Opioid use disorder is developed when a class of drugs called opioids, or opiates, are misused. They are highly addictive, and their misuse can lead to serious health complications, but dependence can be treated by detoxification assisted by medication and therapy.
What are opioids?
Opioids are often prescribed as painkillers, but some street drugs also come under this category. Traditionally derived from the opium poppy, some opioids are now made synthetically. Common examples of opioids include:
Aside from relieving pain and anxiety, they can also affect the brain by creating a feeling of numbness and euphoria, often experienced as a ‘high.’
What is opioid dependence?
Opioid use disorder is the consequence of using opioids beyond their intended purpose, often leading to both physical and mental addiction. Opioid addiction can stem from the misuse of prescription drugs, leading to cravings, a harmful preoccupation with sourcing more, and intense withdrawal symptoms if unable to do so.
Over time, increased resilience often leads to increased dosage, which can severely impact the person’s physical health, mental health, and social well-being.
How common is opioid dependence?
The opioid crisis was declared a nationwide Public Health Emergency on October 27, 2017. Around 3 million people in the United States are living with opioid use disorder or have experienced it in the past. This has led to a dramatic rise in the number of opioid overdose cases, primarily due to an influx of fentanyl on the streets, a synthetic opioid that is 50 times stronger than heroin. The risk of overdose from fentanyl is far greater than with other opioids and will often end in death without intervention.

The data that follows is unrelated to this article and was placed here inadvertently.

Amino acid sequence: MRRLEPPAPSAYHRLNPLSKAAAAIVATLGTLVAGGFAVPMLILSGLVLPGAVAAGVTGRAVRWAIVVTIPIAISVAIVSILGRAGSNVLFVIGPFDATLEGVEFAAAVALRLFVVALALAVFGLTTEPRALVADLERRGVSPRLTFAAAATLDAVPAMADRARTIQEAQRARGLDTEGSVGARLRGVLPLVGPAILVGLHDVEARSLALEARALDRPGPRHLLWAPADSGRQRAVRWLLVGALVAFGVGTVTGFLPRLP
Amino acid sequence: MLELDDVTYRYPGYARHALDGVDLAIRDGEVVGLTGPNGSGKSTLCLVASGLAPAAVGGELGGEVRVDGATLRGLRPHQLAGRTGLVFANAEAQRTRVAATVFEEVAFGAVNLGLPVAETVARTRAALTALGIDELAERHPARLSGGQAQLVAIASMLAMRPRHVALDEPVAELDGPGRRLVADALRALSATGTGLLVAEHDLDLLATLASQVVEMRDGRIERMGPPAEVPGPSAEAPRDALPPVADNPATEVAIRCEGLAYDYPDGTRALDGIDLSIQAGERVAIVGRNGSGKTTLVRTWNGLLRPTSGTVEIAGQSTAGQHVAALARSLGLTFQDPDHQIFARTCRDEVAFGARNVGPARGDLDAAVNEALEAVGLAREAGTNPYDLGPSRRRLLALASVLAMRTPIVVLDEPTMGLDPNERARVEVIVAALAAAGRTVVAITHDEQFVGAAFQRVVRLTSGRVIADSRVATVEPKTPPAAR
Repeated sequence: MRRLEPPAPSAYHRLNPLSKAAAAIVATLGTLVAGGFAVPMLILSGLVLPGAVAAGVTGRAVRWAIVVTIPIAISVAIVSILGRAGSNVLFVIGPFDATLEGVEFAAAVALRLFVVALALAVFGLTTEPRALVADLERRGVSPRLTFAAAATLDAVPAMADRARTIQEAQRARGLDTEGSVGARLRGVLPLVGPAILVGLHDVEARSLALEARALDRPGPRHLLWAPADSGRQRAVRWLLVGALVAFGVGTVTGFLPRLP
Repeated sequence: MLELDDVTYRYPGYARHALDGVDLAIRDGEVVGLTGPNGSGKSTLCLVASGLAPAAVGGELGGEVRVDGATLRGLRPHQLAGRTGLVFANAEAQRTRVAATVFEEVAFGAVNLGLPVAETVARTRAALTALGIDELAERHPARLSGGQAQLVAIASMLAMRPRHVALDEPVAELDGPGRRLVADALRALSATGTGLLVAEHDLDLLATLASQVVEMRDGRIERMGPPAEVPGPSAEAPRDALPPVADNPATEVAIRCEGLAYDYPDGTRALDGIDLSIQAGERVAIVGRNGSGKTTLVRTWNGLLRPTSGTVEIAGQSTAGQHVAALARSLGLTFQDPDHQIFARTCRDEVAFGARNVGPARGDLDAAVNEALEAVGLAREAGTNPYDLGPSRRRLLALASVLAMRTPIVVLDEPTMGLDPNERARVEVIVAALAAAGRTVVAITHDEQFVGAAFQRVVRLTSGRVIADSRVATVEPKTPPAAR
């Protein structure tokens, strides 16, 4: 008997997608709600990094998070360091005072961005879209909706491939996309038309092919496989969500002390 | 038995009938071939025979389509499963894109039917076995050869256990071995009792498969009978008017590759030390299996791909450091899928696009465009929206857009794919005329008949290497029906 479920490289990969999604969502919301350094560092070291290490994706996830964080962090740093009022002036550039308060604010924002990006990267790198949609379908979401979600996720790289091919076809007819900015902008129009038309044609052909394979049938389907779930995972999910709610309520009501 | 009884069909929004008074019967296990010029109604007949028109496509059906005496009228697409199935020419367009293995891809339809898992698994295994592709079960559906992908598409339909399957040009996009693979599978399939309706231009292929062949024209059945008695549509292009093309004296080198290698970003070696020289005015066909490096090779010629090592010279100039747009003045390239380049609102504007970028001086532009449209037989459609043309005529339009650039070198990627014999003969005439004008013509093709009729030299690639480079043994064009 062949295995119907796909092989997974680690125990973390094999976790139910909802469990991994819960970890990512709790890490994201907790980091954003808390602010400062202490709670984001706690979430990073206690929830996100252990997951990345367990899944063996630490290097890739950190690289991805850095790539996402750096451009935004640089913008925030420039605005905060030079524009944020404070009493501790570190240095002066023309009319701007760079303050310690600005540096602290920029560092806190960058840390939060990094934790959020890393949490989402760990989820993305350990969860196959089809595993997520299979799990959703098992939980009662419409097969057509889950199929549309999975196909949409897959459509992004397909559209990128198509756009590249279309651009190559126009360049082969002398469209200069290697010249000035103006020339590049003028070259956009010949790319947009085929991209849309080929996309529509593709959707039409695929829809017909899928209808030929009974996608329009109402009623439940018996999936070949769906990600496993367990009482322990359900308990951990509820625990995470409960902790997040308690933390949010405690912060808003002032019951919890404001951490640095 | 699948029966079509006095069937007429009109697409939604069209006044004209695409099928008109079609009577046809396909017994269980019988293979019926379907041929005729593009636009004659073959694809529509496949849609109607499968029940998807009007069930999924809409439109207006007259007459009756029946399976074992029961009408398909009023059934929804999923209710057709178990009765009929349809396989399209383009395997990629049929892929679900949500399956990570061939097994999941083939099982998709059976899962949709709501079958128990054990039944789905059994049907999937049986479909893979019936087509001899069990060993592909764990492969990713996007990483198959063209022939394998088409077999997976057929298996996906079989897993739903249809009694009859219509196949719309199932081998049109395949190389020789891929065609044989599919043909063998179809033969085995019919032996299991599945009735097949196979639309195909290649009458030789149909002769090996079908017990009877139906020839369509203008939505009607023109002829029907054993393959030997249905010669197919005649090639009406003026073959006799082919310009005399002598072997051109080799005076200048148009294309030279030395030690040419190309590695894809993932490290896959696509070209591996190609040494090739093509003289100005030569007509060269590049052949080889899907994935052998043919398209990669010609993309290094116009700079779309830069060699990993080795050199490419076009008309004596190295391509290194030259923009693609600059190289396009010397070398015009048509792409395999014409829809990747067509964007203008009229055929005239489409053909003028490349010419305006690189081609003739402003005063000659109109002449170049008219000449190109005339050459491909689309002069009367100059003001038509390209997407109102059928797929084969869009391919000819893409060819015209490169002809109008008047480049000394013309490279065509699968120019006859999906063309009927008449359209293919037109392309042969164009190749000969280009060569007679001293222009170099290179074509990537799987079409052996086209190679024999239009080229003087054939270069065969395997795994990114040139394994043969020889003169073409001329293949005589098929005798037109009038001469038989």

According to the American Medical Association (AMA), between 3 – 19% of people who use prescribed pain medications develop an addiction, and about 45% of heroin addictions originate from an addiction to prescribed opioids .
Signs and symptoms of opioid dependence
Opioid dependence and addiction can manifest in various physical and mental symptoms and behavioral changes. It is a chronic, lifelong disorder that can have serious consequences, including death. Once an addiction has formed, abstinence from opioids can cause severe withdrawal symptoms, which can lead to further drug use.
Signs of abuse and addiction
- Taking different amounts of medication than prescribed could mean a higher dose, taking them more frequently, or taking them for a longer period than advised by your doctor.
- Taking the drugs differently than advised, such as crushing pills to be inhaled or injected.
- An uncontrollable inability to stop or cut down despite physical, mental, and social problems.
- Taking drugs for purposes other than pain relief, such as physical cravings or a desire to experience a high.
- Spending a lot of time trying to get more opioids from different sources. This might involve lying to your doctor, sourcing them from numerous doctors, ordering drugs online, stealing from others, purposefully hurting yourself to get a new prescription for pain relief, or buying them off the street.
- Signs of neglect might take the form of self-neglect, such as a lack of personal hygiene; neglecting responsibilities, such as household chores, paying bills, and attending to your job; or neglecting your relationships, including with friends and family members.
- Other symptoms include excessive sleeping, extreme weight loss or gain, and mood changes, including becoming nervous, on edge, and angry.
- Another key sign of opioid dependence is experiencing withdrawal symptoms.